13 Feb Timeshare Job: One Last Attempt to Find Humanity
I would be remiss if I didn’t tell you that I continued to shop around that day for more timeshare sales job offers. Like any savvy shopper, I don’t believe you should take the first offer that falls on your lap. Never the first. You wouldn’t get hitched to the first girl you ever met would you? No, rather, you survey the field so you know the score. Find out as soon as possible how the game works. As ABC commercials once said so eloquently: “Knowledge is Power” (now be a good consumer and mindlessly watch our programming).
I continued that day by checking out all my options. There were countless Timeshare resorts, so surely there was would be countless timeshare sales jobs, or so I thought. From other Timeshare resorts that also boasted shameless knockoffs to the outright offensive in order to wow the masses, I wanted to find the right place. A place that didn’t completely rob people blind, yet somewhere where I could line my pocket full of pesos.
I got my second offer later that day. I got an offer to be real estate agent. Selling real estate internationally sounds sexy. It can be. But it is painfully slow and requires a commitment and long-term planning I haven’t experienced for a long while. And I needed hard cash. The real estate guys couldn’t have been more different than the Timescrew lot though. An hour-long interview in a real estate office in Nuevo Vallarta where I wasn’t referred to as anything related to shit, was like sitting down with grandpa and chatting over a cup of Joe. The realtors all listened intently, paused and reflected, and shared their real life experiences that were sincere, honest, and incredibly normal. They were not dressed like they were going to the club, nor were they smoking 4 Lucky Strikes at the same time. They behaved like ordinary people with ordinary jobs. The office had civility and tranquility in the air, and most noticeably lacked the sensation of fellow employees’ eyeing each other with scorn and contempt. It was a pleasant break. I didn’t even have to feel for my wallet after I left the office.
But I couldn’t pull the trigger. I needed something that started today. But I still had hope. There was a newly opened Timeshare Resort across the street. Perfect I thought. If it has recently opened they will need salesmen, and it couldn’t be nearly as corrupt as all the others since it was brand new.
Young naivety is precious.
As I approached the Occidental Grand Resort, I noticed a Mexican guy in a white kiosk with informational pamphlets. The white kiosks are the dens of the OPCs (Off Property Contacts), who are professional hustlers. Timeshare Resorts rely on these guys to cleverly fool tourists into going to Timeshare Resort sales presentations in exchange for free shows, food, free vacation stays, and even money. The OPCs are typically locals (although you could make some fast cash being an OPC if you were a Gringo and had some game – more on that later) who have serious people skills. They can be found at the airport, on the main tourist promenades, and standing next to your beach towel. The OPC learning curve is steep, and you need incredibly thick skin to handle the hostile rejections daily, so they usually have an impressive rap that has been perfected from years of coning people. (Interesting sidenote, many OPCs really are ex-convicts who were living in the US and got deported and somehow managed to find their way into Timeshare tourist wrangling because of the high cash potential, and their innate ability to lie convincingly). The OPCs are a treasure trove of information. Because they have the least scruples and loyalty of anyone in the Timeshare Industry, they are like basset hounds when it comes to finding money. If you want to find out who is running a Timeshare scam and who is on the up and up, they are the ones to talk to. The OPCs act like free agents. They constantly are in employment flux chasing whatever Timeshare Resort is giving them the most money for booking a couple on a sales presentation/tour ($300-$1,200 per couple).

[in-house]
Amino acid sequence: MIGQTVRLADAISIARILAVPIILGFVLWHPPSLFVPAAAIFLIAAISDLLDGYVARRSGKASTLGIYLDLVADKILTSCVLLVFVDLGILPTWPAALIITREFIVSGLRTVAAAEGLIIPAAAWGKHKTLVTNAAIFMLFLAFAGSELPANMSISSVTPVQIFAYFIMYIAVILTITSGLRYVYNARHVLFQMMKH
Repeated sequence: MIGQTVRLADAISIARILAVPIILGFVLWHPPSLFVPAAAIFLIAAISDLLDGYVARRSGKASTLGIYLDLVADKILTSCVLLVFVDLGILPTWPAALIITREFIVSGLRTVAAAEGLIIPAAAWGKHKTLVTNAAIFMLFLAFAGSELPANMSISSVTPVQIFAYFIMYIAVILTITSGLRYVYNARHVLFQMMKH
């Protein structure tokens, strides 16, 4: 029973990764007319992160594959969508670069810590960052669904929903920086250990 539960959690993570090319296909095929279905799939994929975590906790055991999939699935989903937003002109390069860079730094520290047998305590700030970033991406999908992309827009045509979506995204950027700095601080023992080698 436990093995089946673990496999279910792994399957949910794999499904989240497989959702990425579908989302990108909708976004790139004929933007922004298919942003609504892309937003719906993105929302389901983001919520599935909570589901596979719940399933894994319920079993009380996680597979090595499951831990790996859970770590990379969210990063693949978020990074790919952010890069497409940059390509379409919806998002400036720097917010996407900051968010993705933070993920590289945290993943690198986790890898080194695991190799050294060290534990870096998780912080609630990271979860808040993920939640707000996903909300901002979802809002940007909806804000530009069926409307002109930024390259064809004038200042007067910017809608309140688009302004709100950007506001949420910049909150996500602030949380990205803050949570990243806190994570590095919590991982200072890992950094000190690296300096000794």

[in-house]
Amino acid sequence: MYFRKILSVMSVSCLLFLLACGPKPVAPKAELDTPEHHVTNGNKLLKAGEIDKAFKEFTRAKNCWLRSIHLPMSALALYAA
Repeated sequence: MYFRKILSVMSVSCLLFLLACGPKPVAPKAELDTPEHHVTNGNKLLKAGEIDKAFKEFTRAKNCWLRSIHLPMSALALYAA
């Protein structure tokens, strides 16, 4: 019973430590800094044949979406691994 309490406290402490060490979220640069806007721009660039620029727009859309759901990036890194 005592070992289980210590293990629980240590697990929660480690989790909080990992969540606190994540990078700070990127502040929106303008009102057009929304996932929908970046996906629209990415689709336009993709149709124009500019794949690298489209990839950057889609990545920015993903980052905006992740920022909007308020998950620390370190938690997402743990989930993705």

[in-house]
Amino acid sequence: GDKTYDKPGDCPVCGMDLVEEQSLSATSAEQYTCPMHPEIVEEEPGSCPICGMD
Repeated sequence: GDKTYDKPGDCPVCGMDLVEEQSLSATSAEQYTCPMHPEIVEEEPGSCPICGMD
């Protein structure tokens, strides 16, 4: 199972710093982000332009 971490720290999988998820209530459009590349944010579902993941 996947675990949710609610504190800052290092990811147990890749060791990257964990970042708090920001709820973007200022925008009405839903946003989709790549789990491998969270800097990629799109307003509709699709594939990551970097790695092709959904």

My new friend gave me a pretty open and honest breakdown of the current Timeshare playing field. It seems that my initial instinct of the Grand Mayan being a petri dish of vermin was in fact quite accurate. The sales regime was a chop shop, and survival forecast for salesmen was bleak. It did seem however, that the Grand Occidental was ramping up after a recent renovation and could prove to be an opportunity for a fresh, uncorrupted soul such as myself.
The conversation with the management was casual and direct. The employee camaraderie was similar to the other rat ships: passive-aggressive to aggressive gorilla chest thumping.
But the process seemed straightforward enough: Fill out paper work, show up at 8:00 am sharp daily, meet happy potential victims, befriend victims, breakfast/lunch with victims, tour the property with victims, coerce victims into pre-buying 25 years worth of expensive vacations, drink champagne and roll around in pesos. Seemed pretty straightforward to me….or so I thought.